The case for Chimney Rock
Push to create national monument starts anew

In spite of the recent legislative shake-up, the effort to make Chimney Rock Archeological Area a national monument is rolling again. Advocates of the bill feel it will give added protection to the historic area and boost tourism throughout Southwest Colorado./Photo by Stephen Eginoire

by Adam Curren

A mere 30 minutes east of Durango is an archeological wonder – Chimney Rock. The 4,700-acre site is inside the San Juan National Forest and is recognized as perhaps the most significant historical site managed by the entire U.S. Forest Service, according to the federal agency. Whether Chimney Rock will gain permanent and lasting protection remains an unknown.

Nearly a thousand years ago, the twin spires of Chimney Rock beckoned the ancestors of the modern Pueblo Indians to this mystical area. Archeologists believe that Chimney Rock integrated with the Anasazi’s larger Chacoan regional community as an extended alliance. At that time, Chaco Canyon served as a ceremonial center to unify the dispersed populations of the Southwest through ceremonial rituals. Progressively, the Chaco people established a remote outpost called The Great House Pueblo at the base of Chimney Rock, just south of the twin spires. Built from six million stones, 5,000 logs and 25,000 tons of earth and clay, the building blocks for the Great House were painstakingly hauled 1,000 feet up from the valley floor.

The vast acreage of Chimney Rock Archaeological Area contains prehistoric structures built by ancestors of the modern Pueblo tribes, including the Hopi, Zuni, and Jemez. Abounding with prehistoric structures and a smaller number of partially-restored structures, these area settlements were built between 950 and 1100 A.D. Chimney Rock was marked by subsistence farming, construction of semi-permanent dwellings, and the development of socially integrative structures for community rituals.

In 1988, McKim Malville, a professor of astrophysics at the University of Colorado, spotlighted Chimney Rock’s importance in terms of archaeoastronomy. He theorized that the early people likely used the pinnacles of Chimney Rock to observe astronomical events called “lunar standstills,” which occur every 18.6 years. The signs of this magnificent enigma are when the moon appears to rise in the exact same spot three nights simultaneously.

A modest 10 pages, the Chimney Rock National Monument Act of 2010 (S. 3303) was introduced in May of last year. Original sponsors of the bill include former Representative John Salazar (D-CO) and current State Senator Michael Bennet (D-CO). In a 2010 Congressional testimony Bennet stated, “Only two other places in the world exist where archeologists have found evidence that ancient people used stone structures to mark a lunar standstill. Stonehenge is one of them.”

If passed, the bill would designate the 4,726 acres surrounding Chimney Rock as a national monument and preserve, protect, and restore the nationally significant archeological, cultural, scientific, and scenic resources. The site would remain a unit of the San Juan National Forest, and Native American tribes would retain access for traditional and cultural uses, according to Bennet’s Press Secretary, Michael Amodeo. “We’re hoping we can get it passed this year. It’s a good bill that has local support and will help Southwest Colorado’s economy and give Chimney Rock much deserved recognition,” he said.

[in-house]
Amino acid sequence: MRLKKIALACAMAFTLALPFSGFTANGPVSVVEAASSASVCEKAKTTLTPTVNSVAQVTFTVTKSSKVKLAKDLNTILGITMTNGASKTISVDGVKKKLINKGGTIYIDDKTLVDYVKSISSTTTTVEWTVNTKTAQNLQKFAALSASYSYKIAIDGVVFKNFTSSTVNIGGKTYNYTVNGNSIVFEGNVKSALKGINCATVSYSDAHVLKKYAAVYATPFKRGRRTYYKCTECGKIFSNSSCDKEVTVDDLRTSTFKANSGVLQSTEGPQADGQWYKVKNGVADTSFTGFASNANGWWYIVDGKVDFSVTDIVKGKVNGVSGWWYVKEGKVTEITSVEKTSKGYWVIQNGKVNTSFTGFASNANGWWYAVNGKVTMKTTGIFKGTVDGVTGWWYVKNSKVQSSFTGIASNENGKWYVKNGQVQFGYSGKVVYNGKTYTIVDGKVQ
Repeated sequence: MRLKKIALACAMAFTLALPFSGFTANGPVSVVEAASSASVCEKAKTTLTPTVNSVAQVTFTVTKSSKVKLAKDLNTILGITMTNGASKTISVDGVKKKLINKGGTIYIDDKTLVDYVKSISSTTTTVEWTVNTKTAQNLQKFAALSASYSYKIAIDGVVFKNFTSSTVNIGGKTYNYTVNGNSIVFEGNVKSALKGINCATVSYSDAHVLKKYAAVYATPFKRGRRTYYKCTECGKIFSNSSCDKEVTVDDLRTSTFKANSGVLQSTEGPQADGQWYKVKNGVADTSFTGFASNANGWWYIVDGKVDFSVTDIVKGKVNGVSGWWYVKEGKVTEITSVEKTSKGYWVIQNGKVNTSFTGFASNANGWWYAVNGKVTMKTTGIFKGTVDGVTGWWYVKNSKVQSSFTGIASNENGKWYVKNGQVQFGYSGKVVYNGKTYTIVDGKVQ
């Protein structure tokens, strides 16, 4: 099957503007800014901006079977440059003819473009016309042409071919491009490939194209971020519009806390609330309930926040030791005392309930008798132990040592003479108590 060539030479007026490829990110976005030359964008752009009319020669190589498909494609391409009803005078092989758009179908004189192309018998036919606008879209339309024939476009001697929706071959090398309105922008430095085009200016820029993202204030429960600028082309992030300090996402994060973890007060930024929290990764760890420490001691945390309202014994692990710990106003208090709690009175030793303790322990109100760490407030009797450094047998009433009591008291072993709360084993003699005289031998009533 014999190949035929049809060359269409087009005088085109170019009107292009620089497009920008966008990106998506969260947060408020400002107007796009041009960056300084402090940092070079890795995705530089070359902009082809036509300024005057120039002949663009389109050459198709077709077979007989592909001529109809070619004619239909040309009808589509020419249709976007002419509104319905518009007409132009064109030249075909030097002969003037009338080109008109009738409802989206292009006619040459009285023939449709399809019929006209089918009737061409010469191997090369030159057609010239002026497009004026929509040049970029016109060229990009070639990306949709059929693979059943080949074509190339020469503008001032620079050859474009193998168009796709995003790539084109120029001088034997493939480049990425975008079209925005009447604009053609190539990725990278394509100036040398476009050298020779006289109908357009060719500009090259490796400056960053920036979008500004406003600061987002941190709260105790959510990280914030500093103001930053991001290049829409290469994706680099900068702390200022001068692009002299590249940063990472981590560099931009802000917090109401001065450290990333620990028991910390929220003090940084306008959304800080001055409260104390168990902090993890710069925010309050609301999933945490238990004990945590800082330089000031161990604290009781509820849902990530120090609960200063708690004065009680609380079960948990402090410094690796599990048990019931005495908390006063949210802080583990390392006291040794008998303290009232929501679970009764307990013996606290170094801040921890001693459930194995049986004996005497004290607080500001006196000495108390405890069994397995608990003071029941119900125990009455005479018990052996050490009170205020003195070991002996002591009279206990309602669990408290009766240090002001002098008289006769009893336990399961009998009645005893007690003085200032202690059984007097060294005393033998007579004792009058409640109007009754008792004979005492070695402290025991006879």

Since Salazar’s November departure, Bennet has picked up the ball and is heading towards the goal. “Chimney Rock has incredible historical and cultural significance, yet the site lacks a designation equal to that stature,” Bennet said. “This discrepancy is why countless preservation groups got involved with Chimney Rock. I believe passage of this bill would provide a much needed increase in tourism and economic development in Southwest Colorado.” The National Trust for Historic Preservation, the group credited with initiating the national monument push, has said that designation would be a win-win and attract public attention and increase heritage tourism to Archuleta County and the Four Corners area.

In testimony before Congress in May of last year, former Archuleta County Commissioner Robert Moomaw shared the opinion. “The legislation would not only protect a nationally significant site, but it would bring a much needed boost to the Four Corners region,” he said. “Regrettably the national downturn hit our area very hard, with the construction and real estate segments of our economy essentially disappearing. While there’s no silver bullet to fix our region’s economic woes, the board of county commissioners feels the new national monument would be a tremendous help.”

Though Chimney Rock made its way into the public lands omnibus package, that package failed to pass through the “Lame Duck” Congress prior to Jan. 1. “It didn’t happen, so we’re back to square one,” said Nancy Green, of the Chimney Rock Interpretive Association. However, Bennet plans to reintroduce the bill to the newly appointed 112th Congress. “Chimney Rock is one of Senator Bennet’s top public lands priorities,” Amodeo said. “We believe if the bill came up for a straight up or down vote, it would pass with little opposition.”

Andrew Gulliford, president of the San Juan Basin Archeological Society, shared his hopes that the new Congress and Salazar’s successor, Scott Tipton, see the wisdom of designating Chimney Rock as a national monument. “If the bill were passed, there would likely be an increase in local budget as well as additional tourism to the surrounding area,” he said. “Ultimately the economic impact would be positive. I would hope that Rep. Tipton recognizes the public’s interest in this bill and assist in its passage.”



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